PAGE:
6 Why Dependency Diagrams? Example:You are assigned a project consisting of 5 activities each of takes one week to completeHow long does the project take?You are assigned a project consisting of 5 activities each of takes one week to complete. 2 and 3 of these activities can be done in parallel, respectively. The fifth depends on the first activity.Can the project be finished in 4 weeks?When activity dependencies become complex, you cannot to compute the schedule in your head any more.Dependency Diagrams are a formal notation to help in the construction and analysis of complex schedulesDuration of first example project: 1 week.Duration of second example project: not possible in 3 weeks, because the 2 activity thread has to wait for completion until the 3 activity thread is completed.
7 Dependency Diagrams (Overview) Dependency diagrams consist of 3 elementsEvent: A significant occurrence in the life of a project.Activity: Work required to move from one event to the next.Span time: The actual calendar time required to complete an activity.Span time parameters: availability of resources, parallelizability of the activityDependency Diagram are drawn as a connected graph of nodes and arrows. 2 commonly used notations to display dependency diagrams:Activity-on-the-arrowActivity-in-the-nodeActivity-on-the-arrow => Mealy automatonActivity-in-the-node => Moore automatonEvent is often called milestoneSpan time is also called duration or elapsed time.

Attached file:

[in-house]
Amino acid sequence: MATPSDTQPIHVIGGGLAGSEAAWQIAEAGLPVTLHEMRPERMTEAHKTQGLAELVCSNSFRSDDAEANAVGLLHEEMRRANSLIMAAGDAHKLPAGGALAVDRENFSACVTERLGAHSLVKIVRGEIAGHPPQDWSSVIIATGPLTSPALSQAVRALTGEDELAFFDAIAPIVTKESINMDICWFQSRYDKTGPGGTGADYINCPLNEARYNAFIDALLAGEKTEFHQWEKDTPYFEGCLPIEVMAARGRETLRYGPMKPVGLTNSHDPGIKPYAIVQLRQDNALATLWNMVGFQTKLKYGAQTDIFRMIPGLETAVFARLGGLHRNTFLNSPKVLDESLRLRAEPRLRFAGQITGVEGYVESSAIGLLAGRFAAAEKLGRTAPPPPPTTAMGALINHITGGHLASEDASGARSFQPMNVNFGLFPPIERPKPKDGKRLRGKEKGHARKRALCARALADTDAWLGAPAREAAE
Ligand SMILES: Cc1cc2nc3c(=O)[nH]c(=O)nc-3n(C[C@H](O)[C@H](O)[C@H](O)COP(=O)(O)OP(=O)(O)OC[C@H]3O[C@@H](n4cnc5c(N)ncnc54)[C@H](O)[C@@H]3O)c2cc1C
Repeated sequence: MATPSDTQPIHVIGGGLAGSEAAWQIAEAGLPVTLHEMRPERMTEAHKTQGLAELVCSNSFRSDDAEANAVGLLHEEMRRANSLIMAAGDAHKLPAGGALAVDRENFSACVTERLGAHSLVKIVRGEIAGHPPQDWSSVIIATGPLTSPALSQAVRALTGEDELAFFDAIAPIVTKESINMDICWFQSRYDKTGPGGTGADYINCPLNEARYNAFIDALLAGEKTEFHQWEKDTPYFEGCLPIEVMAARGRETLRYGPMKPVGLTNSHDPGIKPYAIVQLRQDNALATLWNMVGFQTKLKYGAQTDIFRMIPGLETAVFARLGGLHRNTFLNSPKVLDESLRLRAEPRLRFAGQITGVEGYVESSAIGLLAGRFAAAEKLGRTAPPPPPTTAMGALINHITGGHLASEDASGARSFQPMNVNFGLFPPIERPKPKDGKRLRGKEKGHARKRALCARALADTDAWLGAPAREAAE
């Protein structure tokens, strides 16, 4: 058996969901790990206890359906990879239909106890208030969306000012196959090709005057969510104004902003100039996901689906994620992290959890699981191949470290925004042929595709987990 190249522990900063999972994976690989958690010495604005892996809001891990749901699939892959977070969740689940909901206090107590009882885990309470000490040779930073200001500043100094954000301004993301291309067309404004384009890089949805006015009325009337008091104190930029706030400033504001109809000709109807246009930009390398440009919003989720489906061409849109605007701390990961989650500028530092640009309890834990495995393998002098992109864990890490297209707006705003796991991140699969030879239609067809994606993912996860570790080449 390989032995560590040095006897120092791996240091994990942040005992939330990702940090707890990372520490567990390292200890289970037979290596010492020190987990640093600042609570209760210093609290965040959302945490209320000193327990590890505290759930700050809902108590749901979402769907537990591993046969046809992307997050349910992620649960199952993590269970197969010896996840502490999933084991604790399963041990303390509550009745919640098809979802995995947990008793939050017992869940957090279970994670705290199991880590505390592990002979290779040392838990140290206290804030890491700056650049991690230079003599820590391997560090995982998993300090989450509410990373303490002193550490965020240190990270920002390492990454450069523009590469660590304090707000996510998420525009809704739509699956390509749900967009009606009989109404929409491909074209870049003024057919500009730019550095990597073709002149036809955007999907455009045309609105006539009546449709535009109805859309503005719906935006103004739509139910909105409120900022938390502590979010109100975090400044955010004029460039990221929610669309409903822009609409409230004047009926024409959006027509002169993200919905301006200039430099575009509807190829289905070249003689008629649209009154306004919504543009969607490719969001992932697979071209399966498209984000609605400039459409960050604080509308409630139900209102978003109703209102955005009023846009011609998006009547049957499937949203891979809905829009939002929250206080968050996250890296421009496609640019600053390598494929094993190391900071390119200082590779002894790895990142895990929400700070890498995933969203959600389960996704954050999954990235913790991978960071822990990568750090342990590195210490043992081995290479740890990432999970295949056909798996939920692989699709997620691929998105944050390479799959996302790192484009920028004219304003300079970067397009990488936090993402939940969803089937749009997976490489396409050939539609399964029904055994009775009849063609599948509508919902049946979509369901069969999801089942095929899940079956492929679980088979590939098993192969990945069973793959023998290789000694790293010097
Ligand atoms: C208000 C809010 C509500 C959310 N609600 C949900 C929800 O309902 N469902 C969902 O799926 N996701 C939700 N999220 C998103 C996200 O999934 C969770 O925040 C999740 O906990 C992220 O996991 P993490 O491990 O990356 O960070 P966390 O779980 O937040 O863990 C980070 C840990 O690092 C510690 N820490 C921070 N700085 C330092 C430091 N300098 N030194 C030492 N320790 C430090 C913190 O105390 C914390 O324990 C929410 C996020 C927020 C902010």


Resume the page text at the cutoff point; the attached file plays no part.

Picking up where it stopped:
9 PERT (Program Evaluation and Review Technique) PERT is an activity-on-the-arrow notationDeveloped in the 50s to plan the Polaris weapon system in the USA.Algorithm:Assign optimistic, pessimistic and most likely estimates for the span times of each activity.Compute the probability that the project duration will fall within specified limits.
10 2) Activity-in-the-node Diagram Notation A Node is either an activity or an event.Distinction: Events have span time 0ABCAtA = 0BtB = 2CtC = 0Event (Milestoneor Deliverable)Milestone boxes are often highlighted by double-linesSystem Designt = 2 weeksRADavailablet = 0SDDavailablet = 0
11 Example of an Activity-in -the -Node Diagram Startt = 0Endt = 0Activity 3t3 = 1Activity 4t4 = 3Activity55 = 2